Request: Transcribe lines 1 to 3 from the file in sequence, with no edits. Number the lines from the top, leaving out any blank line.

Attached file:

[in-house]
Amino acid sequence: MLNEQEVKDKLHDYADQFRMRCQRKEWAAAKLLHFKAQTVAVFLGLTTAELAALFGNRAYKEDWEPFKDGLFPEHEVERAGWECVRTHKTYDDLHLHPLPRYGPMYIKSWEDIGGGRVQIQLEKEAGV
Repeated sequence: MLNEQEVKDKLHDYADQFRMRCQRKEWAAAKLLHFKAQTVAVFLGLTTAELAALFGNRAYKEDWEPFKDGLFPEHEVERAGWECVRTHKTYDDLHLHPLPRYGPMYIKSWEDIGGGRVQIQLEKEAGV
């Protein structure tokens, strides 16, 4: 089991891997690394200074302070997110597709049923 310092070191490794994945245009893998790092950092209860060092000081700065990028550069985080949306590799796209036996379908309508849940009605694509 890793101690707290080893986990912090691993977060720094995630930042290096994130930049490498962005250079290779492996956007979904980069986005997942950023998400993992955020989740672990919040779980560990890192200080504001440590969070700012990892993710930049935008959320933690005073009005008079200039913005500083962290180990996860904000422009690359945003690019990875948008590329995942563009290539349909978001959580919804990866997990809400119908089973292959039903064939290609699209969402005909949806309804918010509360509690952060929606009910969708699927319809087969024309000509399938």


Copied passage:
[in-house]
Amino acid sequence: MLNEQEVKDKLHDYADQFRMRCQRKEWAAAKLLHFKAQTVAVFLGLTTAELAALFGNRAYKEDWEPFKDGLFPEHEVERAGWECVRTHKTYDDLHLHPLPRYGPMYIKSWEDIGGGRVQIQLEKEAGV
Repeated sequence: MLNEQEVKDKLHDYADQFRMRCQRKEWAAAKLLHFKAQTVAVFLGLTTAELAALFGNRAYKEDWEPFKDGLFPEHEVERAGWECVRTHKTYDDLHLHPLPRYGPMYIKSWEDIGGGRVQIQLEKEAGV